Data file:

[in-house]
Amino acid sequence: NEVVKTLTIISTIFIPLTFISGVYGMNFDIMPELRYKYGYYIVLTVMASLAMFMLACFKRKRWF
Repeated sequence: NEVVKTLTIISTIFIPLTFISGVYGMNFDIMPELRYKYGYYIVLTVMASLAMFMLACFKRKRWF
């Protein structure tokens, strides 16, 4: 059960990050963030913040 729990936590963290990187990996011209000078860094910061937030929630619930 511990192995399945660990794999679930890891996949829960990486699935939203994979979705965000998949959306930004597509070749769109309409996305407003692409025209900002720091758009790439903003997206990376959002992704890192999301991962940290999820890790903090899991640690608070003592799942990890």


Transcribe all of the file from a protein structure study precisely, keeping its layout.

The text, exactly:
[in-house]
Amino acid sequence: NEVVKTLTIISTIFIPLTFISGVYGMNFDIMPELRYKYGYYIVLTVMASLAMFMLACFKRKRWF
Repeated sequence: NEVVKTLTIISTIFIPLTFISGVYGMNFDIMPELRYKYGYYIVLTVMASLAMFMLACFKRKRWF
């Protein structure tokens, strides 16, 4: 059960990050963030913040 729990936590963290990187990996011209000078860094910061937030929630619930 511990192995399945660990794999679930890891996949829960990486699935939203994979979705965000998949959306930004597509070749769109309409996305407003692409025209900002720091758009790439903003997206990376959002992704890192999301991962940290999820890790903090899991640690608070003592799942990890």